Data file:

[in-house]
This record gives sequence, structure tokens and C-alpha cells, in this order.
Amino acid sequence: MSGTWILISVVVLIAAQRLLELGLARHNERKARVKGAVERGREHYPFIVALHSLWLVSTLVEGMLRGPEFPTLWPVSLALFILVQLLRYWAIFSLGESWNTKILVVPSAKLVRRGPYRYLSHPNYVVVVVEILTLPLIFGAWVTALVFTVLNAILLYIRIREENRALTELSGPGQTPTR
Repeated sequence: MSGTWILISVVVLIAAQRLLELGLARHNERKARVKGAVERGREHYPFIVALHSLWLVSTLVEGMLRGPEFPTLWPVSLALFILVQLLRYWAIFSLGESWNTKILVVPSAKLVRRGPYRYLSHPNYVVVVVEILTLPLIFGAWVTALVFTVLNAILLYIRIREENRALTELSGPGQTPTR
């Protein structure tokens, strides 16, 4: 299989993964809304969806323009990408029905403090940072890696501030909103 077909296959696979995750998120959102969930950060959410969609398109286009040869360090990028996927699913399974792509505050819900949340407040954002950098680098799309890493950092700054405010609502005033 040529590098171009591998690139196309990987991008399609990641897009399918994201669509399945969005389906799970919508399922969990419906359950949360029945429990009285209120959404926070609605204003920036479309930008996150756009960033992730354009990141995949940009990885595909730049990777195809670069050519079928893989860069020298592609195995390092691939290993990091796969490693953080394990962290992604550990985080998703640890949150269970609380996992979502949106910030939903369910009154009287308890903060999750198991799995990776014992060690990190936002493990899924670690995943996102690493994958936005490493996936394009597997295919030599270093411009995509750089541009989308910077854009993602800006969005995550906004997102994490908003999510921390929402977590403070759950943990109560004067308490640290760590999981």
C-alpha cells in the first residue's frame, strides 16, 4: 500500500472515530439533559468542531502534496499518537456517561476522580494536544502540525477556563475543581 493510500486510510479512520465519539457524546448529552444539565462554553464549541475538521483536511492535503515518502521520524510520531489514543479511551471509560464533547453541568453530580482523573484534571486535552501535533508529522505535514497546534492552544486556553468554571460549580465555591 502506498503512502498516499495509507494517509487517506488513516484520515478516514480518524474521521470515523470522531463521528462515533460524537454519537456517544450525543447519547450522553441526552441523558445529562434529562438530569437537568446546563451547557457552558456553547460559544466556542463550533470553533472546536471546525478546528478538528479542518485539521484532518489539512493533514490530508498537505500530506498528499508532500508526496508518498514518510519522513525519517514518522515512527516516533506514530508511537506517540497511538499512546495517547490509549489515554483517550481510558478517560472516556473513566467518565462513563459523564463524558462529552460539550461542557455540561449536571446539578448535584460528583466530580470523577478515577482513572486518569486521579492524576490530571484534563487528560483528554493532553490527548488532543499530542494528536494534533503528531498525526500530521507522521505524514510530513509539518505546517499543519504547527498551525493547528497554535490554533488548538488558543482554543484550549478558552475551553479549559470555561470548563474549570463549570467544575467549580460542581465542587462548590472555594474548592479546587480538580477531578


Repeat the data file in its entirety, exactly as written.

[in-house]
This record gives sequence, structure tokens and C-alpha cells, in this order.
Amino acid sequence: MSGTWILISVVVLIAAQRLLELGLARHNERKARVKGAVERGREHYPFIVALHSLWLVSTLVEGMLRGPEFPTLWPVSLALFILVQLLRYWAIFSLGESWNTKILVVPSAKLVRRGPYRYLSHPNYVVVVVEILTLPLIFGAWVTALVFTVLNAILLYIRIREENRALTELSGPGQTPTR
Repeated sequence: MSGTWILISVVVLIAAQRLLELGLARHNERKARVKGAVERGREHYPFIVALHSLWLVSTLVEGMLRGPEFPTLWPVSLALFILVQLLRYWAIFSLGESWNTKILVVPSAKLVRRGPYRYLSHPNYVVVVVEILTLPLIFGAWVTALVFTVLNAILLYIRIREENRALTELSGPGQTPTR
């Protein structure tokens, strides 16, 4: 299989993964809304969806323009990408029905403090940072890696501030909103 077909296959696979995750998120959102969930950060959410969609398109286009040869360090990028996927699913399974792509505050819900949340407040954002950098680098799309890493950092700054405010609502005033 040529590098171009591998690139196309990987991008399609990641897009399918994201669509399945969005389906799970919508399922969990419906359950949360029945429990009285209120959404926070609605204003920036479309930008996150756009960033992730354009990141995949940009990885595909730049990777195809670069050519079928893989860069020298592609195995390092691939290993990091796969490693953080394990962290992604550990985080998703640890949150269970609380996992979502949106910030939903369910009154009287308890903060999750198991799995990776014992060690990190936002493990899924670690995943996102690493994958936005490493996936394009597997295919030599270093411009995509750089541009989308910077854009993602800006969005995550906004997102994490908003999510921390929402977590403070759950943990109560004067308490640290760590999981």
C-alpha cells in the first residue's frame, strides 16, 4: 500500500472515530439533559468542531502534496499518537456517561476522580494536544502540525477556563475543581 493510500486510510479512520465519539457524546448529552444539565462554553464549541475538521483536511492535503515518502521520524510520531489514543479511551471509560464533547453541568453530580482523573484534571486535552501535533508529522505535514497546534492552544486556553468554571460549580465555591 502506498503512502498516499495509507494517509487517506488513516484520515478516514480518524474521521470515523470522531463521528462515533460524537454519537456517544450525543447519547450522553441526552441523558445529562434529562438530569437537568446546563451547557457552558456553547460559544466556542463550533470553533472546536471546525478546528478538528479542518485539521484532518489539512493533514490530508498537505500530506498528499508532500508526496508518498514518510519522513525519517514518522515512527516516533506514530508511537506517540497511538499512546495517547490509549489515554483517550481510558478517560472516556473513566467518565462513563459523564463524558462529552460539550461542557455540561449536571446539578448535584460528583466530580470523577478515577482513572486518569486521579492524576490530571484534563487528560483528554493532553490527548488532543499530542494528536494534533503528531498525526500530521507522521505524514510530513509539518505546517499543519504547527498551525493547528497554535490554533488548538488558543482554543484550549478558552475551553479549559470555561470548563474549570463549570467544575467549580460542581465542587462548590472555594474548592479546587480538580477531578